Feeds

Olympics minister email spoofed

No hacking in 'schoolboy prank'

Security for virtualized datacentres

Newly demoted Olympics minister Tessa Jowell has fallen victim to pranksters who sent spoof messages in her name.

Contrary to reports in The Independent a spokesman for the minister said the emails came from a bogus account set up with Gmail and not as a result of a hacker breaking into any account she controlled.

Late on Monday, prominent journalists received an email purporting to be from the former culture secretary claiming she had some juicy political gossip to offer after leaving the cabinet, following the ascension of new prime minister Gordon Brown last week.

One message, quoted by The Indy, said: "Can we speak privately? I want to go public with my private tale of Tony. Tessa Jowell."

By Tuesday, however, recipients of the original message received a follow up email stating the original message was a phony, knocked up by hackers. "My email account was hacked last night," the message said. "Have now sorted the problem out. Sorry about the Tony email. TJ."

However a spokesman for Jowell said the messages were not sent from one's of the minster's genuine email accounts. "Her account was not hacked. Someone set up a bogus account on Gmail. It was all a schoolboy prank," he said. ®

Beginner's guide to SSL certificates

Whitepapers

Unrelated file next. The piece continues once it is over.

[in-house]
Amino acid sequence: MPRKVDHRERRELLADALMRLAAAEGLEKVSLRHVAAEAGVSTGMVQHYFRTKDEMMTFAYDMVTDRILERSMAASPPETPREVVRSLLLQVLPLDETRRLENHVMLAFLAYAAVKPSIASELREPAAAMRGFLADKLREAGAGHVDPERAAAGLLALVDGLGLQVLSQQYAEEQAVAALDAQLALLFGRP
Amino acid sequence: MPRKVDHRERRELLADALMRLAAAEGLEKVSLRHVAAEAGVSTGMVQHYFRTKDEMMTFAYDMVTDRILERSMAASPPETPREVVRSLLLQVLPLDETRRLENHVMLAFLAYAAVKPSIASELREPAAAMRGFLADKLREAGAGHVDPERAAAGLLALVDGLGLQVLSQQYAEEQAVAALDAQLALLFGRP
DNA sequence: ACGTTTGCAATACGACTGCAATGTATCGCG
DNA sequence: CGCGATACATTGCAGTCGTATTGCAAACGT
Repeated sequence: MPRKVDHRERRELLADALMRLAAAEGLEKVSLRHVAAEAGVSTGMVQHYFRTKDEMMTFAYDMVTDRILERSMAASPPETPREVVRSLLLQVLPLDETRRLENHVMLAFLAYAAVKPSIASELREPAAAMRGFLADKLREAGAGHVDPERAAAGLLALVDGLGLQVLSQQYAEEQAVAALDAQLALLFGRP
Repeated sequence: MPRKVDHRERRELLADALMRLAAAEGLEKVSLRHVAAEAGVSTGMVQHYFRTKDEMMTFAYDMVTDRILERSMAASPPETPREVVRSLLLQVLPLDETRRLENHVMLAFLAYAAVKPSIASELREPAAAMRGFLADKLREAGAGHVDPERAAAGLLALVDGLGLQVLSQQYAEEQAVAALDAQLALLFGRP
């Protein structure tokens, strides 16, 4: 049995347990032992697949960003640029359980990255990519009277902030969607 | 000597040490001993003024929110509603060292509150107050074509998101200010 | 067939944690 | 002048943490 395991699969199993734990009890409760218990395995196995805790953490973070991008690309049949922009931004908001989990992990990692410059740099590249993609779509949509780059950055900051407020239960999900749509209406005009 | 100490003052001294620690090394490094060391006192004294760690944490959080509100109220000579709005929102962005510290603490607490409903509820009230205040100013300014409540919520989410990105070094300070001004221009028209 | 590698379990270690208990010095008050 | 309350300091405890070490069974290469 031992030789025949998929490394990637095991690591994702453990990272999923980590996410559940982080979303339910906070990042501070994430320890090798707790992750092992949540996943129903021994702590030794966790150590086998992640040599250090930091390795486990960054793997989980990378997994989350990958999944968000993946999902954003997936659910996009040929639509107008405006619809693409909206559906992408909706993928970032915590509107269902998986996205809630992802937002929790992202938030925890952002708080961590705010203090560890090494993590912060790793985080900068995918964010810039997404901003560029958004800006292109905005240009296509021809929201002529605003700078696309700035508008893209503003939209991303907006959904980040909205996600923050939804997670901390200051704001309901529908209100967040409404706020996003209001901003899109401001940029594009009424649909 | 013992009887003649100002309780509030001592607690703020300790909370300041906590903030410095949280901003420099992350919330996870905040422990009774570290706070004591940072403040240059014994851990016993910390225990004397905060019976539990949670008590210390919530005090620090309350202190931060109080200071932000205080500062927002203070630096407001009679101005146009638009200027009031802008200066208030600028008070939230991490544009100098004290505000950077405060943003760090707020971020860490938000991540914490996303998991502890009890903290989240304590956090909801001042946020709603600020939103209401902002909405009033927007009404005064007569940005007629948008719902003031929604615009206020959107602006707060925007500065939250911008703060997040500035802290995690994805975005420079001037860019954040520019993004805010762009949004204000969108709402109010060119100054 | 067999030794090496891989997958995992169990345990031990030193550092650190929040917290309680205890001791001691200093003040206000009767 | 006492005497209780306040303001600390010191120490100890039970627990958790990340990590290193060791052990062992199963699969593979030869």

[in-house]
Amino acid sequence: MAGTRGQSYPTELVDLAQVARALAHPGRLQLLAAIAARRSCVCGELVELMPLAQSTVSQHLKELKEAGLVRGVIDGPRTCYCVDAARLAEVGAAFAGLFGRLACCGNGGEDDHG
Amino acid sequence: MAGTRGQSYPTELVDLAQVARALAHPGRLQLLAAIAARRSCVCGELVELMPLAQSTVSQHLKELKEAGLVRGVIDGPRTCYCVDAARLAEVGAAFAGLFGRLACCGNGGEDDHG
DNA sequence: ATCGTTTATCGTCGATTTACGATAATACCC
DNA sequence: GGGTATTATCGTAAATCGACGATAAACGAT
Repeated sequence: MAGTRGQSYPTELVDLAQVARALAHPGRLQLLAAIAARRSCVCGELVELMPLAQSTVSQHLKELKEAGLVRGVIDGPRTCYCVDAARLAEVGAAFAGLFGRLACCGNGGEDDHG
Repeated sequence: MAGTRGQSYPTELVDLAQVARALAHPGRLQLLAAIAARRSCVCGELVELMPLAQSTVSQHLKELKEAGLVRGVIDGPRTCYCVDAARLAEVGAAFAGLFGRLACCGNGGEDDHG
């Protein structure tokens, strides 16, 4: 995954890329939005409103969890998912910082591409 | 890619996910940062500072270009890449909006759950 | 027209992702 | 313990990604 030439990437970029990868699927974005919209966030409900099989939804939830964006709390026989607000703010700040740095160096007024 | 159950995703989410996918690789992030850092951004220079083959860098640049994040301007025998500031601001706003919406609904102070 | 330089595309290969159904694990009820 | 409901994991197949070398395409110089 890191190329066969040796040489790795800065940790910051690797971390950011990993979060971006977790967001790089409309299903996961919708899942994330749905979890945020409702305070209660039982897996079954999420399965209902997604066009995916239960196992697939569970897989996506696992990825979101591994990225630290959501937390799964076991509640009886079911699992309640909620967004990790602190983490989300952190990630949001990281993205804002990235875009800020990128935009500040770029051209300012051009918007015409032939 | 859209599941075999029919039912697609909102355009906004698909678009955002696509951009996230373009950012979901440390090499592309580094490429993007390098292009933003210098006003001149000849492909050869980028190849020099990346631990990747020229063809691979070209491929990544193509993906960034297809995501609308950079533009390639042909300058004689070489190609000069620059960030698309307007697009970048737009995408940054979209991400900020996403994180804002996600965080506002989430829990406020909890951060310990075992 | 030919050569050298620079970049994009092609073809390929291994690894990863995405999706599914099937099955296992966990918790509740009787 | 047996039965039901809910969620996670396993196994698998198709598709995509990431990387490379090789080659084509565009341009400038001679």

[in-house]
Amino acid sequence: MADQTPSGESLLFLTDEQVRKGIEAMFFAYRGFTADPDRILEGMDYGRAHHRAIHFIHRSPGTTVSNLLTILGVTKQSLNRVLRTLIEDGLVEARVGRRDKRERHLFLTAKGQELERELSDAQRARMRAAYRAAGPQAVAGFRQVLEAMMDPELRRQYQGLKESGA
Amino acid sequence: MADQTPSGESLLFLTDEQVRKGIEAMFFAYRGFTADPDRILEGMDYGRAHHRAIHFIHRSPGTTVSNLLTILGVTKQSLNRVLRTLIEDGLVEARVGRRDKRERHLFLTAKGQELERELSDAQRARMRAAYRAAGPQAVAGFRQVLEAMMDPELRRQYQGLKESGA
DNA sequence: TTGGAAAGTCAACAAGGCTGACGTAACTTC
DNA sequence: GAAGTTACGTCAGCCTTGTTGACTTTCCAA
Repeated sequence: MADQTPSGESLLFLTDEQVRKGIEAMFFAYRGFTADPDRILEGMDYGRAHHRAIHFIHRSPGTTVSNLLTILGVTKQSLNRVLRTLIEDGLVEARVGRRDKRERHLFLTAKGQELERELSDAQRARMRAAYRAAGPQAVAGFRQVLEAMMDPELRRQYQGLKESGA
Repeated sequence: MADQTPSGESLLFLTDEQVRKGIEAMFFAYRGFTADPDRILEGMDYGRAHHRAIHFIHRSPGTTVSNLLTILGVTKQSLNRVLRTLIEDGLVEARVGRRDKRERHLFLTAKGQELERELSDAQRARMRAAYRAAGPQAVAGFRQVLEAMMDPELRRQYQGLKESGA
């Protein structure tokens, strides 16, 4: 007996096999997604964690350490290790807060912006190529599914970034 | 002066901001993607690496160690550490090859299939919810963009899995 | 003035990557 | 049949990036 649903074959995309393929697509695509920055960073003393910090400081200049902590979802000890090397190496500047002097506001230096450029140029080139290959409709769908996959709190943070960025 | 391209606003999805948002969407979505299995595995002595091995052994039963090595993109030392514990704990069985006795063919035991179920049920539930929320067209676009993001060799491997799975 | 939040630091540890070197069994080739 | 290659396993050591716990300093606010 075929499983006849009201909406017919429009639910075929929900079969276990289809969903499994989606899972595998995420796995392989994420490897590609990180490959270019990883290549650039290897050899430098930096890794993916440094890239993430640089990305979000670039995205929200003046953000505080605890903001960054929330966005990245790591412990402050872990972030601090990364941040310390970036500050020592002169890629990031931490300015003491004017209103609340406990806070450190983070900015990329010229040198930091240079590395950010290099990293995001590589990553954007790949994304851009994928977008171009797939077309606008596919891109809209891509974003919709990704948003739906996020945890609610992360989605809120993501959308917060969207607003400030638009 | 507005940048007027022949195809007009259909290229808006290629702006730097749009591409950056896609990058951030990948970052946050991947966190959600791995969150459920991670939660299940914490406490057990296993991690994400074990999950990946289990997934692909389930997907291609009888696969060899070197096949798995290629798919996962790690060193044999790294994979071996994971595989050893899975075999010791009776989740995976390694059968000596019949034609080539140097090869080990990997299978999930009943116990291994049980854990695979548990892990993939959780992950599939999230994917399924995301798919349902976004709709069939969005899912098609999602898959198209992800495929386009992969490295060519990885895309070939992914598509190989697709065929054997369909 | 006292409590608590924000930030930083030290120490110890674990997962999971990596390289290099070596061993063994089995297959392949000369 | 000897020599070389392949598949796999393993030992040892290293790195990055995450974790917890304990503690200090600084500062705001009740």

Cloud and hybrid-cloud data protection for VMware
Learn how quick and easy it is to configure backups and perform restores for VMware environments.
A strategic approach to identity relationship management
ForgeRock commissioned Forrester to evaluate companies’ IAM practices and requirements when it comes to customer-facing scenarios versus employee-facing ones.
High Performance for All
While HPC is not new, it has traditionally been seen as a specialist area – is it now geared up to meet more mainstream requirements?
Three 1TB solid state scorchers up for grabs
Big SSDs can be expensive but think big and think free because you could be the lucky winner of one of three 1TB Samsung SSD 840 EVO drives that we’re giving away worth over £300 apiece.
Security for virtualized datacentres
Legacy security solutions are inefficient due to the architectural differences between physical and virtual environments.